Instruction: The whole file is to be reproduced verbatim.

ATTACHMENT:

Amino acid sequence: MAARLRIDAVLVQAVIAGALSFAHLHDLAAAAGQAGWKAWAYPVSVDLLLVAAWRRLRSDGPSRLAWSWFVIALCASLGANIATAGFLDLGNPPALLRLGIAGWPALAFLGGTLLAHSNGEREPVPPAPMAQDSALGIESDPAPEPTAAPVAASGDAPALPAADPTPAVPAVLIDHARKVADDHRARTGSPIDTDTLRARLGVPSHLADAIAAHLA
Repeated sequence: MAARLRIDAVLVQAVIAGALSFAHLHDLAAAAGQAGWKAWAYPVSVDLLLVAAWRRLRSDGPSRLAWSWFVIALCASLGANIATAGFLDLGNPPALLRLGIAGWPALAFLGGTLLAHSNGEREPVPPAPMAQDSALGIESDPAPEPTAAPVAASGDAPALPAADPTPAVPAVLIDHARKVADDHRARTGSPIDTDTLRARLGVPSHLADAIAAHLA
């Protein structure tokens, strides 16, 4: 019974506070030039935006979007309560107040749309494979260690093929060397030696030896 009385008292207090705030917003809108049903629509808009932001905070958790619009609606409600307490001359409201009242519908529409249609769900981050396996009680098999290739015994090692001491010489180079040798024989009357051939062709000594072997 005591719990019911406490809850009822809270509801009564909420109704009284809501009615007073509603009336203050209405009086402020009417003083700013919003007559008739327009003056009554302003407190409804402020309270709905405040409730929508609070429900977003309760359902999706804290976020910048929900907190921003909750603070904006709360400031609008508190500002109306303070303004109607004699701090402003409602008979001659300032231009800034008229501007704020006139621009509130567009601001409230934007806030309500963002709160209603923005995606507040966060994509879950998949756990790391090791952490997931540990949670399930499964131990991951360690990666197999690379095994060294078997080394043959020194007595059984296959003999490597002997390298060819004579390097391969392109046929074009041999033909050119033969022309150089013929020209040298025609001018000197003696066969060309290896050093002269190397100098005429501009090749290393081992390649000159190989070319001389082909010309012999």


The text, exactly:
Amino acid sequence: MAARLRIDAVLVQAVIAGALSFAHLHDLAAAAGQAGWKAWAYPVSVDLLLVAAWRRLRSDGPSRLAWSWFVIALCASLGANIATAGFLDLGNPPALLRLGIAGWPALAFLGGTLLAHSNGEREPVPPAPMAQDSALGIESDPAPEPTAAPVAASGDAPALPAADPTPAVPAVLIDHARKVADDHRARTGSPIDTDTLRARLGVPSHLADAIAAHLA
Repeated sequence: MAARLRIDAVLVQAVIAGALSFAHLHDLAAAAGQAGWKAWAYPVSVDLLLVAAWRRLRSDGPSRLAWSWFVIALCASLGANIATAGFLDLGNPPALLRLGIAGWPALAFLGGTLLAHSNGEREPVPPAPMAQDSALGIESDPAPEPTAAPVAASGDAPALPAADPTPAVPAVLIDHARKVADDHRARTGSPIDTDTLRARLGVPSHLADAIAAHLA
């Protein structure tokens, strides 16, 4: 019974506070030039935006979007309560107040749309494979260690093929060397030696030896 009385008292207090705030917003809108049903629509808009932001905070958790619009609606409600307490001359409201009242519908529409249609769900981050396996009680098999290739015994090692001491010489180079040798024989009357051939062709000594072997 005591719990019911406490809850009822809270509801009564909420109704009284809501009615007073509603009336203050209405009086402020009417003083700013919003007559008739327009003056009554302003407190409804402020309270709905405040409730929508609070429900977003309760359902999706804290976020910048929900907190921003909750603070904006709360400031609008508190500002109306303070303004109607004699701090402003409602008979001659300032231009800034008229501007704020006139621009509130567009601001409230934007806030309500963002709160209603923005995606507040966060994509879950998949756990790391090791952490997931540990949670399930499964131990991951360690990666197999690379095994060294078997080394043959020194007595059984296959003999490597002997390298060819004579390097391969392109046929074009041999033909050119033969022309150089013929020209040298025609001018000197003696066969060309290896050093002269190397100098005429501009090749290393081992390649000159190989070319001389082909010309012999």